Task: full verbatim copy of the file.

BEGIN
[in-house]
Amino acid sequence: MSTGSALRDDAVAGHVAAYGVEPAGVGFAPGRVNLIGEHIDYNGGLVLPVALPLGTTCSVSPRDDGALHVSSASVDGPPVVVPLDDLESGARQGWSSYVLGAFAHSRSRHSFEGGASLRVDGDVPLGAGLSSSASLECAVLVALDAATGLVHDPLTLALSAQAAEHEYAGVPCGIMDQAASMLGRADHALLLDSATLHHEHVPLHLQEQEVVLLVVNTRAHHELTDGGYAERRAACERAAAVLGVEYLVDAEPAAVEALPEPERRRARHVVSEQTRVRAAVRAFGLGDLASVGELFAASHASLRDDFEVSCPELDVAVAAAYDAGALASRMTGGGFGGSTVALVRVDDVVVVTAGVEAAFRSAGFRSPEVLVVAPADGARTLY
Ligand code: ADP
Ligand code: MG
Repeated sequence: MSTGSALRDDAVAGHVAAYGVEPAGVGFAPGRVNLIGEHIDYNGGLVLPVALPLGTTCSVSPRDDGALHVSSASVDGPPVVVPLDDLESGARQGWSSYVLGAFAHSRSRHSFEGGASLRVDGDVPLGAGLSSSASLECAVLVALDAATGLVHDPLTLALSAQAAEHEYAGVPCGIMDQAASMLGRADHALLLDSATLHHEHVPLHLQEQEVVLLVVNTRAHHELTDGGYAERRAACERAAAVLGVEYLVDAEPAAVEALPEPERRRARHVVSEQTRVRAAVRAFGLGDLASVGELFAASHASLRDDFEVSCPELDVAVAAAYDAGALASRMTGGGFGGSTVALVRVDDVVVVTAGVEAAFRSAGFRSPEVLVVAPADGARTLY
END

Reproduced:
[in-house]
Amino acid sequence: MSTGSALRDDAVAGHVAAYGVEPAGVGFAPGRVNLIGEHIDYNGGLVLPVALPLGTTCSVSPRDDGALHVSSASVDGPPVVVPLDDLESGARQGWSSYVLGAFAHSRSRHSFEGGASLRVDGDVPLGAGLSSSASLECAVLVALDAATGLVHDPLTLALSAQAAEHEYAGVPCGIMDQAASMLGRADHALLLDSATLHHEHVPLHLQEQEVVLLVVNTRAHHELTDGGYAERRAACERAAAVLGVEYLVDAEPAAVEALPEPERRRARHVVSEQTRVRAAVRAFGLGDLASVGELFAASHASLRDDFEVSCPELDVAVAAAYDAGALASRMTGGGFGGSTVALVRVDDVVVVTAGVEAAFRSAGFRSPEVLVVAPADGARTLY
Ligand code: ADP
Ligand code: MG
Repeated sequence: MSTGSALRDDAVAGHVAAYGVEPAGVGFAPGRVNLIGEHIDYNGGLVLPVALPLGTTCSVSPRDDGALHVSSASVDGPPVVVPLDDLESGARQGWSSYVLGAFAHSRSRHSFEGGASLRVDGDVPLGAGLSSSASLECAVLVALDAATGLVHDPLTLALSAQAAEHEYAGVPCGIMDQAASMLGRADHALLLDSATLHHEHVPLHLQEQEVVLLVVNTRAHHELTDGGYAERRAACERAAAVLGVEYLVDAEPAAVEALPEPERRRARHVVSEQTRVRAAVRAFGLGDLASVGELFAASHASLRDDFEVSCPELDVAVAAAYDAGALASRMTGGGFGGSTVALVRVDDVVVVTAGVEAAFRSAGFRSPEVLVVAPADGARTLY